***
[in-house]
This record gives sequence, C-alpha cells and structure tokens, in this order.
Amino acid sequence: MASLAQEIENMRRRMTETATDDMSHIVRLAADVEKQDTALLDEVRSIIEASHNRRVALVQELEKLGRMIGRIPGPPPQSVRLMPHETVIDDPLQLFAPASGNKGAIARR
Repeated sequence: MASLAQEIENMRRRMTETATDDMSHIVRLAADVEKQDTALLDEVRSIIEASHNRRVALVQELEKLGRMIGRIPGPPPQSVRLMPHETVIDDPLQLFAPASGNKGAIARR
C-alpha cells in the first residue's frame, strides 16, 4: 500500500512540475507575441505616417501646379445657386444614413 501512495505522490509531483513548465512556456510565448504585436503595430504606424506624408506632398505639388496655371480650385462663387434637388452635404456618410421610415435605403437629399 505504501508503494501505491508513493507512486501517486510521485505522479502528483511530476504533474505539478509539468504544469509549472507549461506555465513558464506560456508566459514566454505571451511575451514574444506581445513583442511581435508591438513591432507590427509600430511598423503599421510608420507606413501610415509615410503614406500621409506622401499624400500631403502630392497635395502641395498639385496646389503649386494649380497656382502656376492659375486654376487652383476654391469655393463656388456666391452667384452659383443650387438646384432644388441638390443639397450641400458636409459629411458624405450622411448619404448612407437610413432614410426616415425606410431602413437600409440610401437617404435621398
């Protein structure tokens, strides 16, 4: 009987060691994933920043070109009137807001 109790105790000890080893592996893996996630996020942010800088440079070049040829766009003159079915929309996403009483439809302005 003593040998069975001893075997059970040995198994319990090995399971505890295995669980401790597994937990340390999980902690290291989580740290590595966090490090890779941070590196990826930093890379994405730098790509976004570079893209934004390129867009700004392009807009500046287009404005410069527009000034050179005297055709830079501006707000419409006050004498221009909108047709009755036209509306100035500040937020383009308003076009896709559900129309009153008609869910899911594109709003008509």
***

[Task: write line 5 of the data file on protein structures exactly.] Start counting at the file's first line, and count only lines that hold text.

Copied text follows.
C-alpha cells in the first residue's frame, strides 16, 4: 500500500512540475507575441505616417501646379445657386444614413 501512495505522490509531483513548465512556456510565448504585436503595430504606424506624408506632398505639388496655371480650385462663387434637388452635404456618410421610415435605403437629399 505504501508503494501505491508513493507512486501517486510521485505522479502528483511530476504533474505539478509539468504544469509549472507549461506555465513558464506560456508566459514566454505571451511575451514574444506581445513583442511581435508591438513591432507590427509600430511598423503599421510608420507606413501610415509615410503614406500621409506622401499624400500631403502630392497635395502641395498639385496646389503649386494649380497656382502656376492659375486654376487652383476654391469655393463656388456666391452667384452659383443650387438646384432644388441638390443639397450641400458636409459629411458624405450622411448619404448612407437610413432614410426616415425606410431602413437600409440610401437617404435621398